Current Population Trend:Stable
Additional data:
Continuing decline of mature individuals:No
Extreme fluctuations:NoPopulation severely fragmented:No
Continuing decline in subpopulations:No
Extreme fluctuations in subpopulations:NoAll individuals in one subpopulation:No

Habitat and Ecology [top]

Habitat and Ecology:The habitat use of Small-toothed Ferret Badger in South-east Asia is unclear (e.g. Duckworth et al. 1999). Some certainly located records in Viet Nam and Lao PDR are from within little-degraded evergreen forest (Roberton 2007, Robichaud 2010, Abramov and Rozhnov 2014) but at least in Viet Nam ferret badgers of one or more species occur widely in degraded habitats as well. Given the use of farmland landscapes (with woodland copses) in China (e.g., Wang and Fuller 2003), such anthropogenic landscapes might be used in South-east Asia as well. In China it is also occupies broad-leaved forest (e.g., Zhou et al. 2008).

Small-toothed Ferret Badger is fossorial and lives in pre-existing holes (including rodent dens, firewood stacks, open fields, and rock piles around houses (Wang and Fuller 2003), rather than digging new ones (Taylor 1989). It is largely nocturnal (Wang and Fuller 2003) and feeds primarily on small animals such as insects, earthworms (Qian et al. 1976, Chuang and Lee 1997), snails, frogs, and sometimes carcases of small birds and mammals, eggs, and fruit (Chian and Sheng 1976, Long and Killingley 1983, Ewer 1985, Neal 1986, Chuang 1994). Resting home range size was found to be 10.6 ha (Wang and Fuller 2003).

Almost all pregnant females were found between March and October during a study on the reproduction of this species on Taiwan (Pei and Wang 1995). Litter size is two, and evidence suggests that it breeds once a year (Pei and Wang 1995). This species is often found near human habitations (Storz and Wozencraft 1999), taking shelter during the day, and earthworms (the most important part of its diet) are most abundant in the fertile vegetable gardens and farmland soils where this species frequently forages (Wang and Fuller 2003). It is also sometimes invited into native huts to exterminate cockroaches and other insects (Storz and Wozencraft 1999).
Systems:Terrestrial
Continuing decline in area, extent and/or quality of habitat:No
Generation Length (years):4.5
Movement patterns:Not a Migrant

Use and Trade [top]

Use and Trade: In North-east India the species is hunted for food (A.U. Choudhury pers. comm. 2007) and this is probably true almost across its range. In Lao PDR, Viet Nam and Myanmar many non-selective methods are used, particularly intensively in Viet Nam and Lao PDR, which catch this species; there is no evidence that it is a specifically desired target. Ferret badgers are eaten and probably used medicinally (J.W. Duckworth pers. comm. 2006). In southern China this species has historically been one of the most important fur-bearers and is subjected to heavy harvest pressure (Shou 1962, Sheng 1993, Storz and Wozencraft 1999); there are now very large numbers farmed in China and the majority of traded animals - it is common in trade in south China - are believed to be of farmed stock (Lau et al. 2010).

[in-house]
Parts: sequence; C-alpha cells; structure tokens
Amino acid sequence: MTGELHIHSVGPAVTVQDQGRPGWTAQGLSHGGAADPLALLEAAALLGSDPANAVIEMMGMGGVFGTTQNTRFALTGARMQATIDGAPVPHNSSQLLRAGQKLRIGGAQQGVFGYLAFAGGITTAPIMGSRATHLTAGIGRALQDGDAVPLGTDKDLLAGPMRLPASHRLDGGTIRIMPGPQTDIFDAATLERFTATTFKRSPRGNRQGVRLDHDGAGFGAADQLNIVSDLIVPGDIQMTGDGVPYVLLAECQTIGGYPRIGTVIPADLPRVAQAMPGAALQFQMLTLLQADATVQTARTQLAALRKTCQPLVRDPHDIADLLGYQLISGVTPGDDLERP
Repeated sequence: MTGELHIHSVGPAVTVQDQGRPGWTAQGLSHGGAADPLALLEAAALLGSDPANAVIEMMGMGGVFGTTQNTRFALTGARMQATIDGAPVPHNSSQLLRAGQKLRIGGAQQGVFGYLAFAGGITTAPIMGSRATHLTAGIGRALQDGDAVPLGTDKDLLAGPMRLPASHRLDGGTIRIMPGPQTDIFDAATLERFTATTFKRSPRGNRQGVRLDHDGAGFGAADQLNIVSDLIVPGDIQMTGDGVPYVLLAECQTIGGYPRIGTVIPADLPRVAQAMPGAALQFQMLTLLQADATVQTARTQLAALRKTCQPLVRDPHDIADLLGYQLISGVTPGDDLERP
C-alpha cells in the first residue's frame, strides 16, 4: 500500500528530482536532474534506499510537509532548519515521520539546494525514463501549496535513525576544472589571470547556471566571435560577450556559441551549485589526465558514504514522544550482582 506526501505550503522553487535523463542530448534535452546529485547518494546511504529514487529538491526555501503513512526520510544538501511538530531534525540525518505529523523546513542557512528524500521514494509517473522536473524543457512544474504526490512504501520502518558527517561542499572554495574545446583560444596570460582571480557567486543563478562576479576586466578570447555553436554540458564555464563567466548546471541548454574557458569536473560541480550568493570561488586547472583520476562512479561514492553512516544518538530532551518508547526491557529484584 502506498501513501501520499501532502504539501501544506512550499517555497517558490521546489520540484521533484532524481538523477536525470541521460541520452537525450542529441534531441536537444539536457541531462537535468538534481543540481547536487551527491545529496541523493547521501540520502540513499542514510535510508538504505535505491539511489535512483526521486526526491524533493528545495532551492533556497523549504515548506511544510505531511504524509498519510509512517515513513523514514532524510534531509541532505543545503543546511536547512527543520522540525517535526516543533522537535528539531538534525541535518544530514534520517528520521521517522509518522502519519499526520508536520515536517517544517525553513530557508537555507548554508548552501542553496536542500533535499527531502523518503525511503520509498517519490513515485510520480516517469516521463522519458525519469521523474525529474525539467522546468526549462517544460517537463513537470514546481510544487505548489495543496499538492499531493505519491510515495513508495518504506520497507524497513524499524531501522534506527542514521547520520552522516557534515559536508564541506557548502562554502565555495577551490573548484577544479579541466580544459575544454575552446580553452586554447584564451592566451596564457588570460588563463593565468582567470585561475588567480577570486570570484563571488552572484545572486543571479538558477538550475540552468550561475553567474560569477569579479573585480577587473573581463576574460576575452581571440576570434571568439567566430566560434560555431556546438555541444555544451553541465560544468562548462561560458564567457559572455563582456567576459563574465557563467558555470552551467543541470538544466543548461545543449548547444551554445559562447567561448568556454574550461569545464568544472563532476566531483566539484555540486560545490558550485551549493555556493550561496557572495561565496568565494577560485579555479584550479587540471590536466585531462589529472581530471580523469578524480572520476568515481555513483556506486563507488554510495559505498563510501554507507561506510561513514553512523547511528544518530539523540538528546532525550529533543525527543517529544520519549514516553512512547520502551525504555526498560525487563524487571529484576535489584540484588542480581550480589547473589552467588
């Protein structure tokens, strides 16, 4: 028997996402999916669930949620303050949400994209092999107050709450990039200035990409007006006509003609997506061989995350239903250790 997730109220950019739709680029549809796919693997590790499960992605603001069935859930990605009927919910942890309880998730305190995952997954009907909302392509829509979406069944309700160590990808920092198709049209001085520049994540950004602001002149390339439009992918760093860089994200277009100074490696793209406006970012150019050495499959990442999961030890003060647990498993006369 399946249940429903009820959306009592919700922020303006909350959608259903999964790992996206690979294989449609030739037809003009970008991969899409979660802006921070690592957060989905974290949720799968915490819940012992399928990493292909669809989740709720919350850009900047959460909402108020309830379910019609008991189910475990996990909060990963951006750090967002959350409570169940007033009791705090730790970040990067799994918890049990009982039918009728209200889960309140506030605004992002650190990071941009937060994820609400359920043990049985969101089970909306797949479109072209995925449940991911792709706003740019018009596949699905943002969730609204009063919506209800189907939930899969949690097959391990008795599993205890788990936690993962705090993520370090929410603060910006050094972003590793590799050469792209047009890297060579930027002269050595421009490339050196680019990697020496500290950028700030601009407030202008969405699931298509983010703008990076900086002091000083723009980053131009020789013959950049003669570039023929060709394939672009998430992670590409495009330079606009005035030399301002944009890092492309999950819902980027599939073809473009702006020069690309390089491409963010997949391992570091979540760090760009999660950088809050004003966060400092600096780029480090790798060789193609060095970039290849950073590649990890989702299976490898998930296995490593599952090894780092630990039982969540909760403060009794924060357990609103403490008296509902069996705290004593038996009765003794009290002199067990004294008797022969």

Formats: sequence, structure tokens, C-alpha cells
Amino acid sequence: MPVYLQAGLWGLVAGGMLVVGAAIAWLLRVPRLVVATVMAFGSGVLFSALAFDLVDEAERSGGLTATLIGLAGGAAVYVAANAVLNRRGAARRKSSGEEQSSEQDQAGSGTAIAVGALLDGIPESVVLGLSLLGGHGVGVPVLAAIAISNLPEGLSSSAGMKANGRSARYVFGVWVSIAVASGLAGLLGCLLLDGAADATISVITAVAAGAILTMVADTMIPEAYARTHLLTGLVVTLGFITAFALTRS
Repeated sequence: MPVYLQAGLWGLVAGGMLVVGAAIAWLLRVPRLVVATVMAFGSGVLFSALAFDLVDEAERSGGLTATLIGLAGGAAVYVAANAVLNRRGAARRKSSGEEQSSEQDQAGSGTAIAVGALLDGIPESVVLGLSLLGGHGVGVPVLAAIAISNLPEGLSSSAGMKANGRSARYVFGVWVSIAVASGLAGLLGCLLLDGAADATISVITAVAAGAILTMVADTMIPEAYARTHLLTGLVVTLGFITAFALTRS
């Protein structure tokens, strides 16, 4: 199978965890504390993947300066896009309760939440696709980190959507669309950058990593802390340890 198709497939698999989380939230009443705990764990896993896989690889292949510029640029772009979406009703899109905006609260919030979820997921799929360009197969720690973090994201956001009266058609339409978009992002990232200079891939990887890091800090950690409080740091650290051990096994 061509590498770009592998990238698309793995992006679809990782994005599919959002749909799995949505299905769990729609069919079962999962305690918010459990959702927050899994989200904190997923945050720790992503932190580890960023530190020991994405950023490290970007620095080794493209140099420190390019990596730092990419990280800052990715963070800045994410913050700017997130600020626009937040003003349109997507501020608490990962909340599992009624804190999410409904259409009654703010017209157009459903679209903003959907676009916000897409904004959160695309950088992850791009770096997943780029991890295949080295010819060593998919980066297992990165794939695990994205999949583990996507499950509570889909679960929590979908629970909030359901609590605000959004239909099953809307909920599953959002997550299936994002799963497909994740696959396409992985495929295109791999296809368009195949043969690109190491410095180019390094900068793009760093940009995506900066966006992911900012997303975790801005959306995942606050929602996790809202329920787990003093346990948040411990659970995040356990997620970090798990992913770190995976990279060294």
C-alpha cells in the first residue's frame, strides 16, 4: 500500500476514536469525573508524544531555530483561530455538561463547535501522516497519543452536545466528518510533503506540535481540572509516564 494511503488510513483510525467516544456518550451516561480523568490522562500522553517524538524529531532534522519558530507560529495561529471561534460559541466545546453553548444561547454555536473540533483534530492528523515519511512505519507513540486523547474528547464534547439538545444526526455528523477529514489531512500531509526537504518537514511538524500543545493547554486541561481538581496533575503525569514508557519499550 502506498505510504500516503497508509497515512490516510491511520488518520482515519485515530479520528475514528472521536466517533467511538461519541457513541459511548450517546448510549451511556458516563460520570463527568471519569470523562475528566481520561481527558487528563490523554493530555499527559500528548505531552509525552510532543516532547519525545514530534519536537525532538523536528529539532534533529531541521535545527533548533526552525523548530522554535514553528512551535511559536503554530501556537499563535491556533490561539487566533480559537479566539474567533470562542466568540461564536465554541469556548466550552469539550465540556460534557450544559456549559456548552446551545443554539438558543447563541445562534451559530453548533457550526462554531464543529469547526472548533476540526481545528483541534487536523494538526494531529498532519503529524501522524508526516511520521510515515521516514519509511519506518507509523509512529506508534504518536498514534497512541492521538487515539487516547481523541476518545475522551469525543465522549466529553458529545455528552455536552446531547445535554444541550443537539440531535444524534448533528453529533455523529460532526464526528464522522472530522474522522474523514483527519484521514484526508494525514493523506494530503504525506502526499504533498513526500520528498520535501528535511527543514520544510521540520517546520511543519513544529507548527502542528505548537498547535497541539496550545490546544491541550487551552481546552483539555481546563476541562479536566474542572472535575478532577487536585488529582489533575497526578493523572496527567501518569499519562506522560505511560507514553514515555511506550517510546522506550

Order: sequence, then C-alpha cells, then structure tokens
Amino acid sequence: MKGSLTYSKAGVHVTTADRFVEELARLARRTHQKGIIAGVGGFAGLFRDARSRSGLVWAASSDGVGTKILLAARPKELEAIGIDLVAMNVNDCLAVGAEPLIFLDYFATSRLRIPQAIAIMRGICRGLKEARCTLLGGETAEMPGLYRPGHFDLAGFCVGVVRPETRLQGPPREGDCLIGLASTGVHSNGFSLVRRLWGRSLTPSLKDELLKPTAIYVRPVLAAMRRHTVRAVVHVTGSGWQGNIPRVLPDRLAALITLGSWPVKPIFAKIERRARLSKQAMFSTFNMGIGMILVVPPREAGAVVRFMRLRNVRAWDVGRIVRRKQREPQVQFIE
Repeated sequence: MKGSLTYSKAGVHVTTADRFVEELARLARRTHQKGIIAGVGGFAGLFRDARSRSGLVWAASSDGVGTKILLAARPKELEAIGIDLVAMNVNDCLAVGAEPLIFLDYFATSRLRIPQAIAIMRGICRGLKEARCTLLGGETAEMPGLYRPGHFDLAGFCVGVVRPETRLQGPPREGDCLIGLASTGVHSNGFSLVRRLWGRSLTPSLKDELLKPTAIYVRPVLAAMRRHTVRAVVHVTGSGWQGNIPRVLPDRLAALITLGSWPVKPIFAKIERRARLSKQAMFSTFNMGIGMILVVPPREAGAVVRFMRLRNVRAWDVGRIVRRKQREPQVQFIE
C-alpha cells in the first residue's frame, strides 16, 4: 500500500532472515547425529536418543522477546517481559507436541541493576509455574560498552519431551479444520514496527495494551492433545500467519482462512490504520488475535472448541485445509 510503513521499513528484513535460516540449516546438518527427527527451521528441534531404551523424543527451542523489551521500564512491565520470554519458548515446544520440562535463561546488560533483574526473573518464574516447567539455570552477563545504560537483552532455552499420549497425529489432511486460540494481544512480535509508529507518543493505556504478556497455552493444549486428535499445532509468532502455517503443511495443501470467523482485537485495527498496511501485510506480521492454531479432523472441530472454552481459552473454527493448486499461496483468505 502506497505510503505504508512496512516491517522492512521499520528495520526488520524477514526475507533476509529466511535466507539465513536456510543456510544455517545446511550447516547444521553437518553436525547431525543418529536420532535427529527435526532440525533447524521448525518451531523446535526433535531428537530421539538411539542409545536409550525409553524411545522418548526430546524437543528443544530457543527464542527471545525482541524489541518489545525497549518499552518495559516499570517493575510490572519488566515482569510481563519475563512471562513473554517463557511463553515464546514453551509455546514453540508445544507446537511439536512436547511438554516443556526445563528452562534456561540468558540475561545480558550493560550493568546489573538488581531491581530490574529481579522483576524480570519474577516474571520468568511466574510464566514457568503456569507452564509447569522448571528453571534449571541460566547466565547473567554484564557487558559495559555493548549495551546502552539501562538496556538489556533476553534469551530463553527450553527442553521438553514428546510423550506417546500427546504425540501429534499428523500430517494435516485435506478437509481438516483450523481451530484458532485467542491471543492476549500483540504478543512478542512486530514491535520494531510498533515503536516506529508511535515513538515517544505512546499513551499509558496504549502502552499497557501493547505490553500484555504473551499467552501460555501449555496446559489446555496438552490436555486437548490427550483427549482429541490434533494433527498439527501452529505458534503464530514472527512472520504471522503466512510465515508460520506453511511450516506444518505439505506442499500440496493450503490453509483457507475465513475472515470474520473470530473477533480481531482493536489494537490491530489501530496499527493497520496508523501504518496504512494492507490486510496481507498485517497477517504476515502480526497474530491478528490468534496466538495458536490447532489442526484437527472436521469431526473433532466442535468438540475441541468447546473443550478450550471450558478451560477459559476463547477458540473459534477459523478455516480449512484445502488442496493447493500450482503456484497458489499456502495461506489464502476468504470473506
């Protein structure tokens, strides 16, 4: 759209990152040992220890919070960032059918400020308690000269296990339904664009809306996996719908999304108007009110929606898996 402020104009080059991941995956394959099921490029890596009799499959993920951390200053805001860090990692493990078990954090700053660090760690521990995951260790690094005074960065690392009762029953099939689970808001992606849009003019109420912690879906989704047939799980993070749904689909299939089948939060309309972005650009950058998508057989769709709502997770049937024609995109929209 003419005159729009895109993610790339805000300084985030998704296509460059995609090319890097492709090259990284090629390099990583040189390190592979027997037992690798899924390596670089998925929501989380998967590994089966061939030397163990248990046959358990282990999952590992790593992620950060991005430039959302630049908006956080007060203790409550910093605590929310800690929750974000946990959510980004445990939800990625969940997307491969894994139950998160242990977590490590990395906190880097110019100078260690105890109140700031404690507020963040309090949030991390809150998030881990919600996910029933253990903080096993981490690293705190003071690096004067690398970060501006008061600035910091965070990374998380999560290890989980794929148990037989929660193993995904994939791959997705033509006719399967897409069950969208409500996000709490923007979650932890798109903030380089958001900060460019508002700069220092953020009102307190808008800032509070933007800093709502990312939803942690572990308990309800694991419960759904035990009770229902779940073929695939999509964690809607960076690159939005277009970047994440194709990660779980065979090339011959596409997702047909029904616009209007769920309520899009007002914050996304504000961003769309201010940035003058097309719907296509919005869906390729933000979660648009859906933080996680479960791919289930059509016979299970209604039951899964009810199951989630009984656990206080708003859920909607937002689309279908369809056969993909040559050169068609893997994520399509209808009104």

Threats [top]

Major Threat(s): In North-east India the genus is hunted for food (A.U. Choudhury pers. comm. 2007) and this is true across most or all of its range. In southern China this species has historically been one of the most important furbearers and is subjected to heavy harvest pressure (Shou 1962, Sheng 1993, Storz and Wozencraft 1999) and declines have occurred because of this (Lau et al. 2010). However, even in southern China the genus, apparently mostly this species, remains common and widespread (Lau et al. 2010). In the northern part of its range, in central China, because this species is perceived neither to prey on livestock, nor cause to damage to property or farm facilities, it is not persecuted, despite its close proximity to people (Wang and Fuller 2003). In addition, the value of an individual pelt is not high, although the meat is eaten in some areas (Wang and Fuller 2003). Also in the Chinese part of its range there seems to be little threat from habitat change, given the species's occurrence in highly anthropogenic environments. Understanding threats further south in its range, where it is or might be sympatric with Large-toothed Ferret Badger, is forestalled by the difficulties of identification to species. Ferret badgers of one or more species are among the most widely camera-trapped small carnivores in Viet Nam, including in very heavily hunted areas where most species are now rare (Willcox et al. 2014); perhaps the species is as resilient in South-east Asia as it is further north.

Conservation Actions [top]

Conservation Actions: This species is likely to occur in many protected areas across its range, specifically the northern part; the paucity of records from protected areas in the southern part, where it overlaps with Melogale personata (e.g., Nakai-Nam Theun NBCA, Lao PDR, Robichaud 2010; Chu Yang Sin National Park, Viet Nam, Abramov and Rozhnov 2014), perhaps signifies little other than the difficulties of confirming identification to species. In India, it is protected in Schuedule 2, Part 1. This species is listed as Near Threatened on the China Red List (Wang and Xie 2004).

Citation: Duckworth, J.W., Abramov, A.V., Willcox, D.H.A., Timmins, R.J., Choudhury, A., Roberton, S., Long, B. & Lau, M. 2016. Melogale moschata. The IUCN Red List of Threatened Species 2016: e.T41626A45209676. . Downloaded on 28 August 2016.